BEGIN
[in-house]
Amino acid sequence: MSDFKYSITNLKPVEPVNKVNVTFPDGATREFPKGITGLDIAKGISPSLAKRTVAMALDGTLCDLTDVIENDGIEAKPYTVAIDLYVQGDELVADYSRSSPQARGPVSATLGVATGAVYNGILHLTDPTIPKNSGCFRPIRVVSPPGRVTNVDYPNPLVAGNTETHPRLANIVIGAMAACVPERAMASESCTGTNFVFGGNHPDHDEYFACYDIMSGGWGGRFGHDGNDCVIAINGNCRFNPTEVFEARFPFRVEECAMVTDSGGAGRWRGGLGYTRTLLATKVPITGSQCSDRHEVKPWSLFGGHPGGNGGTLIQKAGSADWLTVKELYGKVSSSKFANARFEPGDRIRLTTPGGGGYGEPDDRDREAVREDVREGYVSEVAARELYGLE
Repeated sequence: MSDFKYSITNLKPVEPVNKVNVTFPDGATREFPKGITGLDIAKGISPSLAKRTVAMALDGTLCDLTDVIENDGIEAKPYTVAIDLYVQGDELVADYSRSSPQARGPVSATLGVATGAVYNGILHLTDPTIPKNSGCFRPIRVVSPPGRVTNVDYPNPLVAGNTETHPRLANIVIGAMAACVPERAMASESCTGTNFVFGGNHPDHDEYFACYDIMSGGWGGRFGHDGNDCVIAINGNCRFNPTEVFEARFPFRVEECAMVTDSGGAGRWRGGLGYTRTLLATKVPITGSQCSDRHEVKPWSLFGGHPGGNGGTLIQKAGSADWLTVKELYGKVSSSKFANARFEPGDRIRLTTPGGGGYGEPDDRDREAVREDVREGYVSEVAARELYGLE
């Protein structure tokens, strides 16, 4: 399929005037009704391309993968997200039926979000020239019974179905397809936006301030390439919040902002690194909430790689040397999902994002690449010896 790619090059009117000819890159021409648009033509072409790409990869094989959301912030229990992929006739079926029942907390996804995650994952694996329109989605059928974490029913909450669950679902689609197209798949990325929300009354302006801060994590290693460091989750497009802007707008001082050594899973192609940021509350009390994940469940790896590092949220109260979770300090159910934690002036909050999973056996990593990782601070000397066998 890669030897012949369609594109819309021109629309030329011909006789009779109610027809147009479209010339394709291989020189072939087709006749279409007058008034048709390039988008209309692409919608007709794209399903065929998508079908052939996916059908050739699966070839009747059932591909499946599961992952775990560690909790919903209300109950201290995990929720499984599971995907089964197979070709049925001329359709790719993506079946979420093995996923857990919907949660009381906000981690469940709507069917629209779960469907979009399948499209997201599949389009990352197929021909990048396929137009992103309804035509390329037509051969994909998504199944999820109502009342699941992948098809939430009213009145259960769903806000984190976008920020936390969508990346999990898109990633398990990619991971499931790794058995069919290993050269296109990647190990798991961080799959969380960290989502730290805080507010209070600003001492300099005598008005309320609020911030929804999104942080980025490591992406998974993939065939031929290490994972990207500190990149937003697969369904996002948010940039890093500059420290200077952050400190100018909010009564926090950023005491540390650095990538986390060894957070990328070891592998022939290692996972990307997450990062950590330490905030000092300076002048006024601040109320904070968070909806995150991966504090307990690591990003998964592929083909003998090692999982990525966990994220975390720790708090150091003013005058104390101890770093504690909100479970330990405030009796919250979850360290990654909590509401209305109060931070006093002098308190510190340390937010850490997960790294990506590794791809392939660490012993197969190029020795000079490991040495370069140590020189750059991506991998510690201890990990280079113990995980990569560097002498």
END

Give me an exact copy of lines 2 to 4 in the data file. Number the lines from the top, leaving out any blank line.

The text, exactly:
Amino acid sequence: MSDFKYSITNLKPVEPVNKVNVTFPDGATREFPKGITGLDIAKGISPSLAKRTVAMALDGTLCDLTDVIENDGIEAKPYTVAIDLYVQGDELVADYSRSSPQARGPVSATLGVATGAVYNGILHLTDPTIPKNSGCFRPIRVVSPPGRVTNVDYPNPLVAGNTETHPRLANIVIGAMAACVPERAMASESCTGTNFVFGGNHPDHDEYFACYDIMSGGWGGRFGHDGNDCVIAINGNCRFNPTEVFEARFPFRVEECAMVTDSGGAGRWRGGLGYTRTLLATKVPITGSQCSDRHEVKPWSLFGGHPGGNGGTLIQKAGSADWLTVKELYGKVSSSKFANARFEPGDRIRLTTPGGGGYGEPDDRDREAVREDVREGYVSEVAARELYGLE
Repeated sequence: MSDFKYSITNLKPVEPVNKVNVTFPDGATREFPKGITGLDIAKGISPSLAKRTVAMALDGTLCDLTDVIENDGIEAKPYTVAIDLYVQGDELVADYSRSSPQARGPVSATLGVATGAVYNGILHLTDPTIPKNSGCFRPIRVVSPPGRVTNVDYPNPLVAGNTETHPRLANIVIGAMAACVPERAMASESCTGTNFVFGGNHPDHDEYFACYDIMSGGWGGRFGHDGNDCVIAINGNCRFNPTEVFEARFPFRVEECAMVTDSGGAGRWRGGLGYTRTLLATKVPITGSQCSDRHEVKPWSLFGGHPGGNGGTLIQKAGSADWLTVKELYGKVSSSKFANARFEPGDRIRLTTPGGGGYGEPDDRDREAVREDVREGYVSEVAARELYGLE
């Protein structure tokens, strides 16, 4: 399929005037009704391309993968997200039926979000020239019974179905397809936006301030390439919040902002690194909430790689040397999902994002690449010896 790619090059009117000819890159021409648009033509072409790409990869094989959301912030229990992929006739079926029942907390996804995650994952694996329109989605059928974490029913909450669950679902689609197209798949990325929300009354302006801060994590290693460091989750497009802007707008001082050594899973192609940021509350009390994940469940790896590092949220109260979770300090159910934690002036909050999973056996990593990782601070000397066998 890669030897012949369609594109819309021109629309030329011909006789009779109610027809147009479209010339394709291989020189072939087709006749279409007058008034048709390039988008209309692409919608007709794209399903065929998508079908052939996916059908050739699966070839009747059932591909499946599961992952775990560690909790919903209300109950201290995990929720499984599971995907089964197979070709049925001329359709790719993506079946979420093995996923857990919907949660009381906000981690469940709507069917629209779960469907979009399948499209997201599949389009990352197929021909990048396929137009992103309804035509390329037509051969994909998504199944999820109502009342699941992948098809939430009213009145259960769903806000984190976008920020936390969508990346999990898109990633398990990619991971499931790794058995069919290993050269296109990647190990798991961080799959969380960290989502730290805080507010209070600003001492300099005598008005309320609020911030929804999104942080980025490591992406998974993939065939031929290490994972990207500190990149937003697969369904996002948010940039890093500059420290200077952050400190100018909010009564926090950023005491540390650095990538986390060894957070990328070891592998022939290692996972990307997450990062950590330490905030000092300076002048006024601040109320904070968070909806995150991966504090307990690591990003998964592929083909003998090692999982990525966990994220975390720790708090150091003013005058104390101890770093504690909100479970330990405030009796919250979850360290990654909590509401209305109060931070006093002098308190510190340390937010850490997960790294990506590794791809392939660490012993197969190029020795000079490991040495370069140590020189750059991506991998510690201890990990280079113990995980990569560097002498």